I, too, sometimes get impatient and wonder if I'll ever be able to control what comes out of the end of my fingers. But as others have said, these things take time; time and mindful, diligent practicing.

As for practical suggestions--take it slow, don't work on too large of a chunk. Keep your wrists flexible. Three or four quality run-throughs of a passage is worth twice as much as ten lousy ones (i.e., keep in mind the law of diminishing returns). Be patient.

Good luck and keep us posted.


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Originally Posted by Greener
Originally Posted by Dwscamel
I was "self-taught" for a few years before starting classical lessons. I'm in my 7th month of lessons.

I've always struggled with "runs" (scales, groups of grace notes, any passage containing many short notes). I simply have no control over the dynamics, evenness, legato-ness, or speed.
...

My teacher has suggested practicing more slowly ... and "just being patient".
...
Add the evenness, dynamics, and other problems mentioned above, and I feel lost.

Does anyone have any suggestions for improving these aspects of my playing?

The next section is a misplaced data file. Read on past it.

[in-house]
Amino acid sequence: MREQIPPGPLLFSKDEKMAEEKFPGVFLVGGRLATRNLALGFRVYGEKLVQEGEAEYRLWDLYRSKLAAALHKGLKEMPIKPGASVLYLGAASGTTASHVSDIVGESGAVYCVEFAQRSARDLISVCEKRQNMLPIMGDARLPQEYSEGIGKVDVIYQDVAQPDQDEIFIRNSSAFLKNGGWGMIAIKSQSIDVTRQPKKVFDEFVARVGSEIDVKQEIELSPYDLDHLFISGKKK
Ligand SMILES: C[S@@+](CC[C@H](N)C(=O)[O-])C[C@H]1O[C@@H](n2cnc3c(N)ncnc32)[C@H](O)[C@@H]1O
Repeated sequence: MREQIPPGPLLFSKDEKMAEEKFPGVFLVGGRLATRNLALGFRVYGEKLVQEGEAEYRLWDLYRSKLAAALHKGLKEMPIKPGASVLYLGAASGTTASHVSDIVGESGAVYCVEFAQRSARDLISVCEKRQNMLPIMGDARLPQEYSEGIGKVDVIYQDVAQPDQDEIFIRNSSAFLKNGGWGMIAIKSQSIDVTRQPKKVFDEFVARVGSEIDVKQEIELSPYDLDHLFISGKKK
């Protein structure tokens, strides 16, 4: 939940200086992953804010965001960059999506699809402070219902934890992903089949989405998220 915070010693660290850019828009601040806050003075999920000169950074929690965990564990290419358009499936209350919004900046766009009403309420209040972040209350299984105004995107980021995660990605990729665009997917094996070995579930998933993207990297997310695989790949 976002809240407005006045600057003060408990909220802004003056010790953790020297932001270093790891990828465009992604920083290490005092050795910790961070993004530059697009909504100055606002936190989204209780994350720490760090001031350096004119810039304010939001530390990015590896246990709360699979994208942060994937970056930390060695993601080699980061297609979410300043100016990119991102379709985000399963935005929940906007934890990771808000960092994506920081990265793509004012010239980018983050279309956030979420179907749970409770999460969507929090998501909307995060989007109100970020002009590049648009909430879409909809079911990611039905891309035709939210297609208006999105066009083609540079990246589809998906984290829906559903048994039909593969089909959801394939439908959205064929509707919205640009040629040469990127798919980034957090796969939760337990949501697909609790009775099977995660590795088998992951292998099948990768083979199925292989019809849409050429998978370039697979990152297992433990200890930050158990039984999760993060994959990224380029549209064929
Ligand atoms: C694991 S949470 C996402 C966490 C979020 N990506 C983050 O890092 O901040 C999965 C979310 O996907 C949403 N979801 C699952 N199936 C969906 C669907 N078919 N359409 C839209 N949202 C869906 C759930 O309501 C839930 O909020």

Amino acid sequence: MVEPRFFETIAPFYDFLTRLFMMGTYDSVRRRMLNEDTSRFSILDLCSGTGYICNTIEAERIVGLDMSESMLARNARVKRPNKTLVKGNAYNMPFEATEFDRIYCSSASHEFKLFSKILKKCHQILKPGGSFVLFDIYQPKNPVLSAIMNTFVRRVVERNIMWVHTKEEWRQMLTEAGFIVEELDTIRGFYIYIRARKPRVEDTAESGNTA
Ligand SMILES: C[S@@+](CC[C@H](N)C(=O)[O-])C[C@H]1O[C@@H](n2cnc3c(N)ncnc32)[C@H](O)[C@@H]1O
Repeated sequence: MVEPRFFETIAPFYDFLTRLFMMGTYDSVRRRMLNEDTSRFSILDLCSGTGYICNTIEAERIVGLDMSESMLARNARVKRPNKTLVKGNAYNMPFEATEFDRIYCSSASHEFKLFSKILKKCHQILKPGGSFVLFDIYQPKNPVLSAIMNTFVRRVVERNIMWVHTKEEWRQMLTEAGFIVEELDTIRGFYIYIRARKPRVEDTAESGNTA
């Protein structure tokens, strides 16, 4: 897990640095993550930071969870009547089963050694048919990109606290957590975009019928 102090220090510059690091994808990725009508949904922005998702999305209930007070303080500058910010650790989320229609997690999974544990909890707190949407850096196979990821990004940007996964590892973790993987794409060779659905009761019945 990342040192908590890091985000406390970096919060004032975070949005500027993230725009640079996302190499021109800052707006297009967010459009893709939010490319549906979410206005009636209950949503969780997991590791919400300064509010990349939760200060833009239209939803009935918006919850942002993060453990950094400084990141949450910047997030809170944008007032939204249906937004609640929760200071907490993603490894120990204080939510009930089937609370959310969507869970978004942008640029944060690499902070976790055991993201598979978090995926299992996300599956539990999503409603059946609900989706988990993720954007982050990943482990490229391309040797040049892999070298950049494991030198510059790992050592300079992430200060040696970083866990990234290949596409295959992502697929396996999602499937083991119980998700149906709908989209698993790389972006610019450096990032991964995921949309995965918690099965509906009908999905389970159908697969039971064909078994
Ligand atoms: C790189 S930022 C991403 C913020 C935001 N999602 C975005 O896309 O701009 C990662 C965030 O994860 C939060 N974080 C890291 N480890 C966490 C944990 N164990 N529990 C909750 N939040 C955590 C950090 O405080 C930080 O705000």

I like what your Teacher has suggested around being Patient. What on earth do they have you working on that requires speed at 7 months into lessons?


Let's not jump all over the teacher on this because often it's the student who gets antsy about being able to play fast. Their teacher did say to be patient, so to me that means the student is trying to run before he can walk.

To the OP: You mention you were playing a few years before seeking lessons, and quite honestly, you have to really think you've been playing piano for 7 months. Not even that, since you weren't starting form ground zero, you were starting from a few years of bad habits that need undoing before you can move forward.

So in this context, 7 months is a very short time. I don't work on speed with my students until at least a year if not longer - and that's assuming there aren't bad habits involved. Everyone's different, but it is always better to be accurate first, then work on fast, and never so fast you can't be accurate.

If you become uneven at faster tempos, then stick with what you can do evenly even if it's quarter notes. You are building in the accuracy and relaxation at a slower tempo that will eventually allow you to do the same at a faster tempo.

Playing classical piano takes years of good practice habits with good advice from someone who can observe what you do and respond to that. Focus on building that good foundation and enjoying the process.


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Originally Posted by Morodiene